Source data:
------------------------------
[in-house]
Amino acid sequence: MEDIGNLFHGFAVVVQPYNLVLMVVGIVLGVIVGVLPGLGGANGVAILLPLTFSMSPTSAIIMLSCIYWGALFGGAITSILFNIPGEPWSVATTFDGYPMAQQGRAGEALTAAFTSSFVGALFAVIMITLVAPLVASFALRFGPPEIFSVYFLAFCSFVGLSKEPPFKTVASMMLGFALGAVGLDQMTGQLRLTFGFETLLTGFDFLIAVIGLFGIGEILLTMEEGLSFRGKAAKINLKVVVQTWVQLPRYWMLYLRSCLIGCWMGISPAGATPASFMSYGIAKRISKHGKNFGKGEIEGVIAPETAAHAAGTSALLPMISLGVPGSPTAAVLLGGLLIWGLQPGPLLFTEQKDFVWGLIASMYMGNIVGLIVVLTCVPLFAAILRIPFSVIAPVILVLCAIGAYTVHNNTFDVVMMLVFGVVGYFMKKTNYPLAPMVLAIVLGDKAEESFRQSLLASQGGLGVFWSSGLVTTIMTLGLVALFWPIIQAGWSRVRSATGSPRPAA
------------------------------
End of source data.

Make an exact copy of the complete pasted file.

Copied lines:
[in-house]
Amino acid sequence: MEDIGNLFHGFAVVVQPYNLVLMVVGIVLGVIVGVLPGLGGANGVAILLPLTFSMSPTSAIIMLSCIYWGALFGGAITSILFNIPGEPWSVATTFDGYPMAQQGRAGEALTAAFTSSFVGALFAVIMITLVAPLVASFALRFGPPEIFSVYFLAFCSFVGLSKEPPFKTVASMMLGFALGAVGLDQMTGQLRLTFGFETLLTGFDFLIAVIGLFGIGEILLTMEEGLSFRGKAAKINLKVVVQTWVQLPRYWMLYLRSCLIGCWMGISPAGATPASFMSYGIAKRISKHGKNFGKGEIEGVIAPETAAHAAGTSALLPMISLGVPGSPTAAVLLGGLLIWGLQPGPLLFTEQKDFVWGLIASMYMGNIVGLIVVLTCVPLFAAILRIPFSVIAPVILVLCAIGAYTVHNNTFDVVMMLVFGVVGYFMKKTNYPLAPMVLAIVLGDKAEESFRQSLLASQGGLGVFWSSGLVTTIMTLGLVALFWPIIQAGWSRVRSATGSPRPAA